BY JONATHAN REES
Last week, I went to a meeting with our system’s Chancellor, Tony Frank, who is also the President of the Colorado State System’s flagship campus, CSU-Fort Collins. I was sitting in on a Faculty Senate meeting with no planned agenda except to ask Frank questions. Nonetheless, almost every single question was something along the lines of, “Why can’t we have a raise?” You see, CSU-Pueblo faculty have only had one raise in the last eight years (or maybe it’s nine now, I lose track). To make matters worse, our colleagues at Fort Collins get them fairly regularly. But according to this article from last Sunday’s Fort Collins Coloradoan, administrators in Fort Collins get more money just as regularly:
Salaries of the seven administrators closest to CSU President Tony Frank increased by an average 3.38 percent in 2015, nearly a percentage point more than the average raise received by university’s entire faculty and staff roster.
The seven who report to Frank received an average dollar increase four times greater than the university average. They all were making six-figures already, making even standard raises reflect higher dollar figures.
Even when that pool is broadened to include all 21 vice presidents and deans listed on the organizational chart under Provost Rick Miranda’s purview at the time of Colorado State University’s annual salary increase exercise, the percentage increase still outstrips that of the university as a whole by a half point.
Wanna know what working in public sector academia for so long has done to me? It’s sort of like that old Monty Python sketch about the four Yorkshiremen looking back on their ridiculously tough lives. Instead of being outraged about how administrators in our system are getting relatively richer, my first, extremely strong inclination when an AAUP colleague at Fort Collins sent this link to me was to e-mail back, “You get raises?” I’m sure my contingent colleagues out there have similar thoughts about my complaints here. In today’s academia, everything is relative.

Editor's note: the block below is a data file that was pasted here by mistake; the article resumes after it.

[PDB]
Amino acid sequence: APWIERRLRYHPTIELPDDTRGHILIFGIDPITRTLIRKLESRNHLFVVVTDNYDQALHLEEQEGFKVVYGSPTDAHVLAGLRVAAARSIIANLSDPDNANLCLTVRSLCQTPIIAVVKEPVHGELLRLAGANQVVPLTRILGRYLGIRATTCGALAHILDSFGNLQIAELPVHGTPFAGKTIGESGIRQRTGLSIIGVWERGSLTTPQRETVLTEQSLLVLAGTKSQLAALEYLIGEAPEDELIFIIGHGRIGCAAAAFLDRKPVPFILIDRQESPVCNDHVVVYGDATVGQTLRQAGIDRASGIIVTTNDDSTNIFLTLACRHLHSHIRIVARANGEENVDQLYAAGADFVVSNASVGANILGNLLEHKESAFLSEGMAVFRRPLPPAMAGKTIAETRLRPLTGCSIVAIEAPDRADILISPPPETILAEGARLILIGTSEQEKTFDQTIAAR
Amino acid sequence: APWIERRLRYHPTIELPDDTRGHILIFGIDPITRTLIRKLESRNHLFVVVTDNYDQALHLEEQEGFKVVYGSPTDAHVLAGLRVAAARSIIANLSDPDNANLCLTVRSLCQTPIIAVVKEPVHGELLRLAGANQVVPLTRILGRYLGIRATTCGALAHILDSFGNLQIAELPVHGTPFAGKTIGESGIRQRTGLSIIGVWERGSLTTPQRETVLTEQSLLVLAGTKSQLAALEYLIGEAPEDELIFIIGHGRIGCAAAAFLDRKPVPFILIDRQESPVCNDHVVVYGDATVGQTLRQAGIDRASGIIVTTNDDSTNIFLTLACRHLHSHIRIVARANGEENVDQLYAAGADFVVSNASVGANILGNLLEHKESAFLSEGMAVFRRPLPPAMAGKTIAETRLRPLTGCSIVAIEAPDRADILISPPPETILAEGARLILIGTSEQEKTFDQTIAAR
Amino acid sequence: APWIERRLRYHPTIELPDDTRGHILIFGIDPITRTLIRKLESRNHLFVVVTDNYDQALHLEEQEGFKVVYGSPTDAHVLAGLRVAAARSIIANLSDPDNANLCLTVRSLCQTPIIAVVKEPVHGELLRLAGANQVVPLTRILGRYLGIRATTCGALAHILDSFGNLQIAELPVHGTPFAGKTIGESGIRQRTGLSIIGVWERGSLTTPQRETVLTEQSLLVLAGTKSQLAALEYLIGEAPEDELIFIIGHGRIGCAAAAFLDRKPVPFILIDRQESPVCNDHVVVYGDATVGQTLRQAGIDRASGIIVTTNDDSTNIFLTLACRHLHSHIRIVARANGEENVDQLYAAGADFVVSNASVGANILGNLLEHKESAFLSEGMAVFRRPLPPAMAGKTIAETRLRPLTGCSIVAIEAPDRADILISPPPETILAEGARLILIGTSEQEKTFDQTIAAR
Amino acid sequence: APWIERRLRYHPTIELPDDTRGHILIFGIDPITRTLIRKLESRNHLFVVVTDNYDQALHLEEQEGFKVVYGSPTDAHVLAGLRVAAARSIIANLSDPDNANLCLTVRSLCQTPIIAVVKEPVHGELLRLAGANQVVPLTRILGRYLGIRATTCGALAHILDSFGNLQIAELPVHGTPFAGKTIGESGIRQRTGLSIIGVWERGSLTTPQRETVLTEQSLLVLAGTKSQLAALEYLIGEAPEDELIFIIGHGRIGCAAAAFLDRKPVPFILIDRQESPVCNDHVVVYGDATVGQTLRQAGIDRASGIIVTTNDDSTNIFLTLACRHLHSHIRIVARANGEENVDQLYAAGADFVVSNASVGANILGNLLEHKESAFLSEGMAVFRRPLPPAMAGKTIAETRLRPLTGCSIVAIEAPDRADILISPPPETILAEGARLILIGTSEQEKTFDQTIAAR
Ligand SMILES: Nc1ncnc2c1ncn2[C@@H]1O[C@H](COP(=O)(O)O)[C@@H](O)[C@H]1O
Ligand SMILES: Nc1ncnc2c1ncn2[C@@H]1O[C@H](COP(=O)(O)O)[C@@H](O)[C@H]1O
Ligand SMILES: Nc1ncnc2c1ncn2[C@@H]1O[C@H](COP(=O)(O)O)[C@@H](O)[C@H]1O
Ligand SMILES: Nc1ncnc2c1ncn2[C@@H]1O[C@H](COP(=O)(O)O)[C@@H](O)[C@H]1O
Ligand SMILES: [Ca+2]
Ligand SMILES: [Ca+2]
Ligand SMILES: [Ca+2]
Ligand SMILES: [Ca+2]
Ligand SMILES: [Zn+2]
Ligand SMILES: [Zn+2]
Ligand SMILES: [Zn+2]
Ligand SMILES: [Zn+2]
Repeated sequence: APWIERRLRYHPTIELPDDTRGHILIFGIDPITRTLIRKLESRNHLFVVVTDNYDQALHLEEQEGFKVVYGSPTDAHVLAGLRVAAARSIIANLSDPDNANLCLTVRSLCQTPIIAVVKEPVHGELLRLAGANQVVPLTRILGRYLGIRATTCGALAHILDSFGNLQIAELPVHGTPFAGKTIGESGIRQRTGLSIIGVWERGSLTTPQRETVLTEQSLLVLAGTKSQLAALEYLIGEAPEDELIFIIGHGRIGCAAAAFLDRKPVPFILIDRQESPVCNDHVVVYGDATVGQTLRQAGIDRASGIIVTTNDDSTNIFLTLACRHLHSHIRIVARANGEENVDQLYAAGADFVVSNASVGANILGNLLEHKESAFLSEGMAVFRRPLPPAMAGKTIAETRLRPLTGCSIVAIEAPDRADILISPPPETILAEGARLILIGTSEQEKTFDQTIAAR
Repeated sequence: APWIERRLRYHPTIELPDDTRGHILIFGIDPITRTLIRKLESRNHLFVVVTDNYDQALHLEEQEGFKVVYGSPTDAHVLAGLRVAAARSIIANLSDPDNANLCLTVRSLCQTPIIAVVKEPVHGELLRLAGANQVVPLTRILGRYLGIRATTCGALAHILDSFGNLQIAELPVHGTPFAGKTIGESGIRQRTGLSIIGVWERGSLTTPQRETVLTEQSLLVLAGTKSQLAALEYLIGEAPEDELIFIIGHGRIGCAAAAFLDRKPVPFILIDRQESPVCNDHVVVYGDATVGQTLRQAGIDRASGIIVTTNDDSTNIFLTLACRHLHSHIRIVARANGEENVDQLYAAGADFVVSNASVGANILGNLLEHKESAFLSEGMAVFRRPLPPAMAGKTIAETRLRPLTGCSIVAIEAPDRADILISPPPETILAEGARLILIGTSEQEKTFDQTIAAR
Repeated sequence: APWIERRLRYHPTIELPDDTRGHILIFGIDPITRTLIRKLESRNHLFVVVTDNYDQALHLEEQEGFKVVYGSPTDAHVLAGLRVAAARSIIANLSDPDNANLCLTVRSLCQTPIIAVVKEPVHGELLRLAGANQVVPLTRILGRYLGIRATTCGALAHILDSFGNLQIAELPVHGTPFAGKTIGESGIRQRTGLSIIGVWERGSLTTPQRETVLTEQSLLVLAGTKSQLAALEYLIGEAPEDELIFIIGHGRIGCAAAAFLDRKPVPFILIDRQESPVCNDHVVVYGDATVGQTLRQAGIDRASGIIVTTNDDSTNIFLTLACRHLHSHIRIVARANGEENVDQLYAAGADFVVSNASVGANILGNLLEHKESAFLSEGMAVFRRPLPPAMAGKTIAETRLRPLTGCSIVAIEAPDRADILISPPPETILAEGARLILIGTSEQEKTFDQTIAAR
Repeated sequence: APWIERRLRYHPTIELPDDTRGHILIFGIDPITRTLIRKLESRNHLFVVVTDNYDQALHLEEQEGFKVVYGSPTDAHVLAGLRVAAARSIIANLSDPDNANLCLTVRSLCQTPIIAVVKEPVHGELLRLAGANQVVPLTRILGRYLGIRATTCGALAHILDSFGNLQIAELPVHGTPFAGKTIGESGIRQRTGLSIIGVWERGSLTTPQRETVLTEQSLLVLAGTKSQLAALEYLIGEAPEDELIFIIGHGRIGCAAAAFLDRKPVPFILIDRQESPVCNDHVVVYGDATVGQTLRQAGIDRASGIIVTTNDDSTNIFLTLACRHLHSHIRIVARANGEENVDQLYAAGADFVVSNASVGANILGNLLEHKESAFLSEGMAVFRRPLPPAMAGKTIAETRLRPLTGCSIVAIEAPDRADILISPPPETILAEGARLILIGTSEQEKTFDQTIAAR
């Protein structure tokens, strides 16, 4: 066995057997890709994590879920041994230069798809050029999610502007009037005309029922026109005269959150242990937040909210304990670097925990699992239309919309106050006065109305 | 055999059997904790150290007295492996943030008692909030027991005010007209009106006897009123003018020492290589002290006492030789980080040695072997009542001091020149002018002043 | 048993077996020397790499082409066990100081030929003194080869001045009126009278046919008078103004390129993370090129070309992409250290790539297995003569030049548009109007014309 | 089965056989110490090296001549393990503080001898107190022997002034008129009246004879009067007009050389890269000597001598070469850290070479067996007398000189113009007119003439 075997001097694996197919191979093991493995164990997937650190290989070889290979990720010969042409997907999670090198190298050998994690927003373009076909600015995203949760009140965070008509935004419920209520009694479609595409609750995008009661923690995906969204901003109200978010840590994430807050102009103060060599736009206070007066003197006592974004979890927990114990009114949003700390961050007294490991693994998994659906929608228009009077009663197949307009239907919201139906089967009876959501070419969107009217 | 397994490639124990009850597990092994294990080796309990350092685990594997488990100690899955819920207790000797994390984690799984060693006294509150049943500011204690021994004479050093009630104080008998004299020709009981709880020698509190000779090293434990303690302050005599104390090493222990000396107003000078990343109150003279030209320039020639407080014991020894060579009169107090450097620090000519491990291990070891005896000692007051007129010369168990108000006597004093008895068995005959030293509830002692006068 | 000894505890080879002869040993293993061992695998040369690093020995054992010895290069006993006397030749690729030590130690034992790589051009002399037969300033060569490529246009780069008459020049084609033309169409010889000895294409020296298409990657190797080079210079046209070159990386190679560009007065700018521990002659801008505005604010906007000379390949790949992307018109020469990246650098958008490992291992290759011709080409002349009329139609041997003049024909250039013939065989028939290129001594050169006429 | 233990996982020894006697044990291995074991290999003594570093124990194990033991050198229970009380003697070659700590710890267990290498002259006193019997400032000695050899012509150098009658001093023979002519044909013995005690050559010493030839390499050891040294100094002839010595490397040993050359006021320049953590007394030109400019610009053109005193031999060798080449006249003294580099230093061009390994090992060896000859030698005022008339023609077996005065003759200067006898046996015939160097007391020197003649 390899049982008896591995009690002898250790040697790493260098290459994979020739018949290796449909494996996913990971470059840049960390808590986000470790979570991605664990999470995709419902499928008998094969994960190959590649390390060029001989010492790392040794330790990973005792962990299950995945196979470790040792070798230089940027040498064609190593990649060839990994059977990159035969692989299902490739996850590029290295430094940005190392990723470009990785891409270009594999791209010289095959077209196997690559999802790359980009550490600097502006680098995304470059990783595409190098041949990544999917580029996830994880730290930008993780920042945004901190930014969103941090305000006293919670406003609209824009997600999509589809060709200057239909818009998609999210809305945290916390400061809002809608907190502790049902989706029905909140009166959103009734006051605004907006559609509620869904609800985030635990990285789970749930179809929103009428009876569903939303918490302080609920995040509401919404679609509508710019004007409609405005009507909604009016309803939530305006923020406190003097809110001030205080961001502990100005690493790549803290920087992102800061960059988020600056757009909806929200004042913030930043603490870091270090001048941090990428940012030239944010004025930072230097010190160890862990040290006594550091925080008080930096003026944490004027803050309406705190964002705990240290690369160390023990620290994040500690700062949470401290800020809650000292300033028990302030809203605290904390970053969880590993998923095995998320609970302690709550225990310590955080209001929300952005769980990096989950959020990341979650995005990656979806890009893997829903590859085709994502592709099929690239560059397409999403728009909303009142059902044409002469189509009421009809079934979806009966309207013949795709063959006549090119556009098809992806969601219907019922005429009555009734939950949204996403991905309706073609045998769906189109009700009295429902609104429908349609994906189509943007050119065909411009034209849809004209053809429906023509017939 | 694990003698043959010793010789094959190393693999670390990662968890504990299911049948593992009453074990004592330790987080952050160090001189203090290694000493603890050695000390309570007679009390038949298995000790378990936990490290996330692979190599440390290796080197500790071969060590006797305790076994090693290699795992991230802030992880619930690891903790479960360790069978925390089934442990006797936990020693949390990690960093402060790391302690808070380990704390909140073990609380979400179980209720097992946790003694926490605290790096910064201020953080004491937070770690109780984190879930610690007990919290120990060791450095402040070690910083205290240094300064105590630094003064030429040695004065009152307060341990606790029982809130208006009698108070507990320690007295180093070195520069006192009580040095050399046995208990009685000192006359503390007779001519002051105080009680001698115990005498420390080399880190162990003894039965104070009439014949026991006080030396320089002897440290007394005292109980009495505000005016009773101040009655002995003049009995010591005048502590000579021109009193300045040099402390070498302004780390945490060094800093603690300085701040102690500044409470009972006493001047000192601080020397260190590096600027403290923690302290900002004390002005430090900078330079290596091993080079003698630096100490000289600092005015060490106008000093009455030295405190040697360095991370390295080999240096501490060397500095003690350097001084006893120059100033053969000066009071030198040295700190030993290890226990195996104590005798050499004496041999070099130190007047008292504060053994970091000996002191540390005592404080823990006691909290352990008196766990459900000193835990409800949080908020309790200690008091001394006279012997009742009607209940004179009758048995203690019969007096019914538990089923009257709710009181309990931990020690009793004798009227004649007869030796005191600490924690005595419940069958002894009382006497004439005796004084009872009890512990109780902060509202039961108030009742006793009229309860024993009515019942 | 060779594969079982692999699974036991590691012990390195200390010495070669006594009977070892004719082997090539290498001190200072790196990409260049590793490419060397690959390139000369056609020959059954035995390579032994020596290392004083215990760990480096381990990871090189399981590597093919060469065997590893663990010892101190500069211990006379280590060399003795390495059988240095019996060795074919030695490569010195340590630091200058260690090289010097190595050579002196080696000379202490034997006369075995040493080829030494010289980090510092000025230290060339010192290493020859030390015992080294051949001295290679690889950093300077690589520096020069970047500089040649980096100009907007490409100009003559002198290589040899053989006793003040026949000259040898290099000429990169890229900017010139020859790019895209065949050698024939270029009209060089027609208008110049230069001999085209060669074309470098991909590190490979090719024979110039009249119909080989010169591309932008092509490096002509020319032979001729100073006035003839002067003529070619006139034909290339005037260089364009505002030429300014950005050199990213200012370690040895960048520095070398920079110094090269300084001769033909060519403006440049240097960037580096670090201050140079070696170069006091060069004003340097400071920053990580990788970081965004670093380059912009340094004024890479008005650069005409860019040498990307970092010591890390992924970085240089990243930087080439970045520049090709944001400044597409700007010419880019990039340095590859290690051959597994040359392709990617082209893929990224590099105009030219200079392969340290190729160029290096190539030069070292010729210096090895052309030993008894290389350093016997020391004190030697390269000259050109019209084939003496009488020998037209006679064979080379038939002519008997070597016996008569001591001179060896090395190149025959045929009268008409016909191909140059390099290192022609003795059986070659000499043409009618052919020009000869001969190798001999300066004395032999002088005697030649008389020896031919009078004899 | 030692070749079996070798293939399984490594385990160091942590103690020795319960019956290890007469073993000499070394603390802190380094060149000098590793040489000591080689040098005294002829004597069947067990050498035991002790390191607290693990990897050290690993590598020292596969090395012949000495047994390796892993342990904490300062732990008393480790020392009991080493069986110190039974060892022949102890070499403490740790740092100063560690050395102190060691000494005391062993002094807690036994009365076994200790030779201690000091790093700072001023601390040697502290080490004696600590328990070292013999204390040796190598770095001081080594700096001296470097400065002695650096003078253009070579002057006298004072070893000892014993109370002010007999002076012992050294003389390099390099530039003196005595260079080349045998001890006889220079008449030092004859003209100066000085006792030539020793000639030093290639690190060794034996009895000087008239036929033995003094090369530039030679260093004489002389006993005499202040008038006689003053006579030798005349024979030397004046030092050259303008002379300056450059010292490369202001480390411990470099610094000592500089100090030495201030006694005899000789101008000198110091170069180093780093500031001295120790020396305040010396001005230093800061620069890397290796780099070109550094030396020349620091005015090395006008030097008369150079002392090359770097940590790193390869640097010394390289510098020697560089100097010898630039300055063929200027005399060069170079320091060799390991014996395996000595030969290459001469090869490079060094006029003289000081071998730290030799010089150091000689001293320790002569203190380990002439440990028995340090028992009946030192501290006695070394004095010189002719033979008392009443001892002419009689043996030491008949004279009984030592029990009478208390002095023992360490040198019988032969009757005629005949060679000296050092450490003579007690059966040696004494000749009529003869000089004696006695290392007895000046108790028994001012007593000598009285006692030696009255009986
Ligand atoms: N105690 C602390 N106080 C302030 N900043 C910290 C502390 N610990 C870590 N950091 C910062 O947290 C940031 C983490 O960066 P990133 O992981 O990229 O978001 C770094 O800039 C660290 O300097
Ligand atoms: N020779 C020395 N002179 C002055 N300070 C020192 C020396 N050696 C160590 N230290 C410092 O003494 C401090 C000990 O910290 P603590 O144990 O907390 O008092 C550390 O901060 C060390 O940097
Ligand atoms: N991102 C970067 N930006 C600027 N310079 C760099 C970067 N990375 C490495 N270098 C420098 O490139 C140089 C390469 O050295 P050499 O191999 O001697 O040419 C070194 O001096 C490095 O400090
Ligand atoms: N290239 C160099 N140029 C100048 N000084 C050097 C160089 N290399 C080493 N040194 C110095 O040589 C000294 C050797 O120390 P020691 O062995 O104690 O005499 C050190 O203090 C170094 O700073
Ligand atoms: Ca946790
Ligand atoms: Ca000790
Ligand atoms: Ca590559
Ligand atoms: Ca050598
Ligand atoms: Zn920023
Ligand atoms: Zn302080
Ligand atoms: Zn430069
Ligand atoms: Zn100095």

Well, maybe not quite EVERYTHING. This is from a different article in that same issue of the Coloradoan:
Two former chancellors remain among Colorado State University System’s highest-paid employees, months and even years after resigning from a standalone post that has since been eliminated.
Chancellor Emeritus Mike Martin’s $305,000 annual salary places him just outside of the top 10 list of highest paid CSU Fort Collins and CSU System employees — and makes him the second highest-paid CSU System employee, only behind Chancellor and CSU President Tony Frank’s No. 2, Amy Parsons.
In many ways, I’m a lousy radical. I’ve seen how hard the presidents of the university I work for work, and no matter how much I think I deserve a raise I won’t begrudge them a couple of hundred thousand dollars a year more than me. I’d much, much rather teach than raise money, listen to complaints and attend public events seven days a week, nearly 365 days a year. But the notion of paying $305,000/year for an EX-Chancellor is something that everyone from all walks of academic life really ought to find outrageous. Here’s how my CSU-Pueblo colleague Tim McGettigan put it in the Denver Post last year:
Sure, tuition may be going through the roof; CSUP students may have recently launched a food relief program (called the Pack Pantry) for starving students, staff and faculty; and Rocky Mountain PBS may have recently reported that 78 percent of the instructors at Colorado community colleges are working for poverty-level wages. But what Colorado’s hard-pressed students need more than anything is a few more emeritus chancellors to populate the luxury boxes at Frank’s new stadium.
I’m both a faculty member and the parent of a CSU-Fort Collins student so with respect to the salaries of active administrators the effect is something of a wash, but with respect to pay for ex-chancellors I can’t decide which hat I have to wear in order to make me angrier.
Turning academia into big business is depressing enough without bringing in the golden parachutes.